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The IRO keeps track of research activities which use de-identified human data or specimens but do not meet the definition of Human Subjects Research. The Fred Hutch IRB determines whether the research activity involves human subjects or not. If the research activity involves human subjects, it will require IRB review.
Investigators who believe their research with de-identified human data or specimens does not involve human subjects should submit an IRB Application (No Contact) to the IRO.
1. Research using de-identified human data, specimens, or cell lines from certain sources are presumptively determined to be Not Human Subjects research: The IRB has pre-reviewed a number of de-identified data and specimen providers. If your research involves de-identified human data or specimens obtained exclusively from providers on the following list, then your research is "presumptively" considered Not Human Subject's research and no additional paperwork is required to be submitted to the IRO.
To request an additional source be added to the Pre-Reviewed Providers list please contact the IRO department.
2. Research using de-identified human data, specimens, or cell lines obtained from other sources not on the pre-reviewed list: Investigators should use the questions and flow chart on the Not Human Subjects Research Determination Form to determine if their research project may qualify for a Not Human Subjects (NHS) determination or if IRB review will be required.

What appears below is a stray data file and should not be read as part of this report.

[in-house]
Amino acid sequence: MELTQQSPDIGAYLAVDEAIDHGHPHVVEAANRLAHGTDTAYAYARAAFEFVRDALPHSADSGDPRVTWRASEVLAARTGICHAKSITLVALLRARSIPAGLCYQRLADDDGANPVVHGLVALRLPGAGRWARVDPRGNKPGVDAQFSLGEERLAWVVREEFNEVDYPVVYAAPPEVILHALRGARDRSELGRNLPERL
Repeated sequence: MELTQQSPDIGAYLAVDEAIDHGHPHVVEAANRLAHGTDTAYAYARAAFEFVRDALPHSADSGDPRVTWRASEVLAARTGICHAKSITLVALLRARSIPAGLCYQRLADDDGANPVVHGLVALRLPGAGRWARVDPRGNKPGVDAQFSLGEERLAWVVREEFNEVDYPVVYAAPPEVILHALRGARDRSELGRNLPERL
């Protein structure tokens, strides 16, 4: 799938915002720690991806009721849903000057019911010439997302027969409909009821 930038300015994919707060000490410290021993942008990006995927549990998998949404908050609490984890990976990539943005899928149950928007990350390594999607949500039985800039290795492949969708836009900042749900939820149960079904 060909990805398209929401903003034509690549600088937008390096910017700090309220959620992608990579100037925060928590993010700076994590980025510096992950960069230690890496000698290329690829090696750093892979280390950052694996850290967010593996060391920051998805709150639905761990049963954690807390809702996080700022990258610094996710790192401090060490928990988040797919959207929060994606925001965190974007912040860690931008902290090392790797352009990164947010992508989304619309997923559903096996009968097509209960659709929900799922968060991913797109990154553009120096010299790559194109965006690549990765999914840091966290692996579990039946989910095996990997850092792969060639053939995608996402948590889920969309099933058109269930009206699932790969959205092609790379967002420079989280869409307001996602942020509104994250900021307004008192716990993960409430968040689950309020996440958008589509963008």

Following is a brief summary of how the IRB will determine if your project is or is not human subjects research requiring IRB review.
HHS regulation 45 CFR 46.102(f) defines human subject as follows:
Human subject means a living individual about whom an investigator (whether professional or student) conducting research obtains
An activity is Research not Involving Human Subjects if:
For an even more complete explanation, see the OHRP Guidance on Research Involving Coded Private Information or Biological Specimens.
The Office for Human Research Protections (OHRP) requires institutions to have a process for tracking research involving coded human biologic specimens and data. For more information, see the OHRP Guidance on Research Involving Coded Private Information or Biologic Specimens.